Due process and problem-solving courts.

AuthorLane, Eric
PositionSpecial Series: Problem Solving Courts and Therapeutic Jurisprudence


The rapid proliferation of "problem-solving courts," particularly of drug courts, occasions this Article. These progeny of the 1989 Dade County, Florida drug court (1) can be found throughout the country. According to one report, there are approximately 500 drug courts operating nationwide, with several hundred more coming on line. (2) From these drug courts, a number of other courts have evolved, all under the problem-solving handle. In New York, for example, in addition to drug courts, there are community courts and domestic violence courts. (3) In the State of Washington there is a mental health court. (4) While disparate in their focus, their "problem solving" characterization appears to result from a shared, urgent common goal of judicially addressing problems deemed, usually by the court, as not adequately addressed through the quotidian mills of, at least, the overloaded urban criminal justice system. Chief Justice Kathleen A. Blatz of the Supreme Court of the State of Minnesota has forged a palpable description of this problem-solving stimulus:

I think the innovation that we're seeing now is the result of judges processing cases like a vegetable factory. Instead of cans of peas, you've got cases. You just move 'em, move 'em, move 'em. One of my colleagues on the bench said: "You know, I feel like I work for McJustice: we sure aren't good for you, but we are fast." (5) This emergence of problem-solving courts as an alternative to "McJustice" has begun to engender debate over the three foundational premises on which problem-solving courts rest: first, courts are appropriate institutions for solving the undertaken problems; second, the resources commanded for this problem-solving do not shortchange the resolution of more important but more complex problems; and third, the problem-solving protocols employed by these courts are effective. (6)

While the outcome of this debate is of enormous importance to the continued existence of problem-solving courts, there is another important question. That question is whether problem-solving courts can be effectively maintained without damage to the individual protections afforded defendants under the due process mantle of the Fifth, Sixth, and Fourteenth Amendments to the United States Constitution, and under similar provisions found in state constitutions.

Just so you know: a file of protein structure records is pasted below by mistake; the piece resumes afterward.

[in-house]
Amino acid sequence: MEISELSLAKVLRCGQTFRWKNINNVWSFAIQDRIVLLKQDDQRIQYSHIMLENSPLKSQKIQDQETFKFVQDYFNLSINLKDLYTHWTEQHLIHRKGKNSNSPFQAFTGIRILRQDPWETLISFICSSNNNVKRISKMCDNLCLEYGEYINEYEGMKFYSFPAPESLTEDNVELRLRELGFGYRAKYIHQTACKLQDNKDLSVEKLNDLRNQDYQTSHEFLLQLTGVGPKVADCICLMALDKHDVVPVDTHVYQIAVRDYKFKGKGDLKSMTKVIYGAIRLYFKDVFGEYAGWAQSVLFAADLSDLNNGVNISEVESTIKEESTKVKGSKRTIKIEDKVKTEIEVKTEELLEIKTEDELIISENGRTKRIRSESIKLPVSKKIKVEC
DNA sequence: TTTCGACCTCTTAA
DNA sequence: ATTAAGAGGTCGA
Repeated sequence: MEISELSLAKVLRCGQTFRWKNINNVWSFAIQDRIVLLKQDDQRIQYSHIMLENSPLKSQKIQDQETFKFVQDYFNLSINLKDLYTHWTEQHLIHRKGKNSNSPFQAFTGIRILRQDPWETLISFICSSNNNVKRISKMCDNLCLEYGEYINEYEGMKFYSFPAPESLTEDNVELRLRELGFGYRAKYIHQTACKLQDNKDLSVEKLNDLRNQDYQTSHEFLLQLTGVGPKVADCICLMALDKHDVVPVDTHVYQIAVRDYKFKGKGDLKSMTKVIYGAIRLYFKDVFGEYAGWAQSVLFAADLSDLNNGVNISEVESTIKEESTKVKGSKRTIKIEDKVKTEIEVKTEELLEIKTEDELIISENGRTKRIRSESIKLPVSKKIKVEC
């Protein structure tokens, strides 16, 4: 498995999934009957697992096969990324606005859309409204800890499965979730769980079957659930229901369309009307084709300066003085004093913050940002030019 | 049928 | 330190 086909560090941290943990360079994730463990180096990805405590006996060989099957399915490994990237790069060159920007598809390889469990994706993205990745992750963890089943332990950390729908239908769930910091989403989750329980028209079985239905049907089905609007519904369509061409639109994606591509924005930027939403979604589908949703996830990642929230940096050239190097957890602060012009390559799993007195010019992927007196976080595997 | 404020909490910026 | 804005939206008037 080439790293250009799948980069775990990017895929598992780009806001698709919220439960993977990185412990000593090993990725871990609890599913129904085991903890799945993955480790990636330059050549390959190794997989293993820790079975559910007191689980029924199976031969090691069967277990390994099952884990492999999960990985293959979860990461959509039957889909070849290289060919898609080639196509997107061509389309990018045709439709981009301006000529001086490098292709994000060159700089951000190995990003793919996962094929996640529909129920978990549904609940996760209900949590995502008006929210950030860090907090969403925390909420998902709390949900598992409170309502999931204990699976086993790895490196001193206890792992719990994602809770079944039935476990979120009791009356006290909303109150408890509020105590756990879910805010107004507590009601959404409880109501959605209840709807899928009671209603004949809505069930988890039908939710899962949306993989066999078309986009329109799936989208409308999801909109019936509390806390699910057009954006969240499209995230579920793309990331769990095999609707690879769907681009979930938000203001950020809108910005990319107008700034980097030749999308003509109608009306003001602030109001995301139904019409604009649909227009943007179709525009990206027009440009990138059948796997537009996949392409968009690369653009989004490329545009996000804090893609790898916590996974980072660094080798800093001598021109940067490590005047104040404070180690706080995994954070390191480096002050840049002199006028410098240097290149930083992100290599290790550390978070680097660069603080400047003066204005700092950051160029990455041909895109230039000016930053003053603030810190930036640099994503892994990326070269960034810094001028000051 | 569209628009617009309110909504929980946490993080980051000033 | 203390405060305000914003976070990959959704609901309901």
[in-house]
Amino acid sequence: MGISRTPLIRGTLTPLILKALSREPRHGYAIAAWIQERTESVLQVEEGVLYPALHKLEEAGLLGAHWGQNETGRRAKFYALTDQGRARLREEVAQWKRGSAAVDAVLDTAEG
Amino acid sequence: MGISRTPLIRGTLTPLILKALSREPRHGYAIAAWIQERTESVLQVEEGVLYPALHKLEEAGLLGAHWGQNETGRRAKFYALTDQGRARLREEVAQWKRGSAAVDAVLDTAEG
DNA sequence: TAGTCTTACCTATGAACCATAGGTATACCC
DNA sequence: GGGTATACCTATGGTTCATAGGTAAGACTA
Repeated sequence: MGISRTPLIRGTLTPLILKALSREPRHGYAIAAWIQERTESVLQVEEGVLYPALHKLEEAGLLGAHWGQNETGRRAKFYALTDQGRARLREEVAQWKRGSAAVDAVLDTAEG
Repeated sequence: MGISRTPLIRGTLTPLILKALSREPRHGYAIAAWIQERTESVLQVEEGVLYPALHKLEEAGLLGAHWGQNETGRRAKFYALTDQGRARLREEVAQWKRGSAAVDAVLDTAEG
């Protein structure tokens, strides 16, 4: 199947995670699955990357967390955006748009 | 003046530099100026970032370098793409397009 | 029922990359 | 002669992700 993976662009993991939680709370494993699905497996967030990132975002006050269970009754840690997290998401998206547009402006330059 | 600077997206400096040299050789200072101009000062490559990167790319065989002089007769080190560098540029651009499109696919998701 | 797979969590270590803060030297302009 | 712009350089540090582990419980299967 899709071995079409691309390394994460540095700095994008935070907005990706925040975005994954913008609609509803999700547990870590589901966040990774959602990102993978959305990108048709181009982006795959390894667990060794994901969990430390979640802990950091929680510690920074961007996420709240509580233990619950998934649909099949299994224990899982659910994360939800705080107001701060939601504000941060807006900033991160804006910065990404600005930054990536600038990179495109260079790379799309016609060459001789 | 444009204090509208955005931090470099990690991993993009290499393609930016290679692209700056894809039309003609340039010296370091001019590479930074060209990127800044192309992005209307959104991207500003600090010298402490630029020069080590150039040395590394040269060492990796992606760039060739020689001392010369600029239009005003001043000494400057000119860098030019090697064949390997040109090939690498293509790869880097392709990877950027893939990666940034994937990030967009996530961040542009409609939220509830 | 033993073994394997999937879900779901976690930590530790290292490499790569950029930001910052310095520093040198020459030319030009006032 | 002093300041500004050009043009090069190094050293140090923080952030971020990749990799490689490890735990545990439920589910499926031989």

This question arises primarily in a theoretical and speculative context because little empirical work has been done on the subject. There have been few reported cases challenging problem-solving courts' jurisdiction or procedure, and there is no consistent picture of the procedures necessary for the operation of a problem-solving court generally or for a particular type. The question is engendered by the sense expressed by both advocates and critics that problem-solving courts require a different role for judges, and perhaps lawyers, than that required by traditional courts. This difference is sharply expressed in the following remarks of Judge Cindy Lederman, the first judge in the Dade County drug court, and Professor Richard Cappalli, at the December 3, 1999 forum on problem-solving courts:

Hon. Cindy Lederman: If we as judges accept this challenge, we're no longer the referee or the spectator. We're a participant in the process. We're not just looking at the offense any more. We're looking more and more at the best interests, not just of the defendant, but of the defendant's family and the community as well. (7) Cappalli: When judges move out of the box of the law and into working with individual defendants, transforming them from law-breaking citizens into law-abiding citizens, we have to worry. Because what has always protected the bench has been the law.... If we take the mantle of the law's protections off of the judges and put them into these new roles, we have to worry about judicial neutrality, independence, and impartiality. (8) The broad question then for this Article is whether Judge Lederman's proactive problem-solving judge can judge in a manner consistent with the protection of a defendant's due process rights, or whether there is something in this problem-solving rendering of a judge's function that must undermine those protections.

As noted earlier, there is little evidence on which to form a full, realistic picture of the practices of problem-solving courts. Hence, the analysis and conclusions will be hypothetical. The "facts" for this Article include: first, three case studies, The Stanford Drug Treatment Court ("Drug Court"), The Brownsberg Community Court ("Community Court"), and The West Jackson Domestic Violence Court ("Domestic Violence Court"), each containing several illustrations of typical issues that each court addresses, prepared by the Center for Court Innovation (9) as the "factual" basis for two discussion groups convened by the United States Department of Justice to discuss problem-solving courts; second, the edited, published transcripts of these discussions; (10) and third, the occasional literature on problem-solving courts. As for the case studies, they were not intended to provide a full picture of what was happening in each of the courts from which they were drawn. (11) The goal of each was to highlight and invite discussion on some aspect of each court's procedure, which the Center judged might be considered unique or of concern. (12) Their goal was to provoke a critical exploration "before they enter the mainstream" of whether "problem-solving courts [are] any less protective of individual rights than the typical state court?" (13)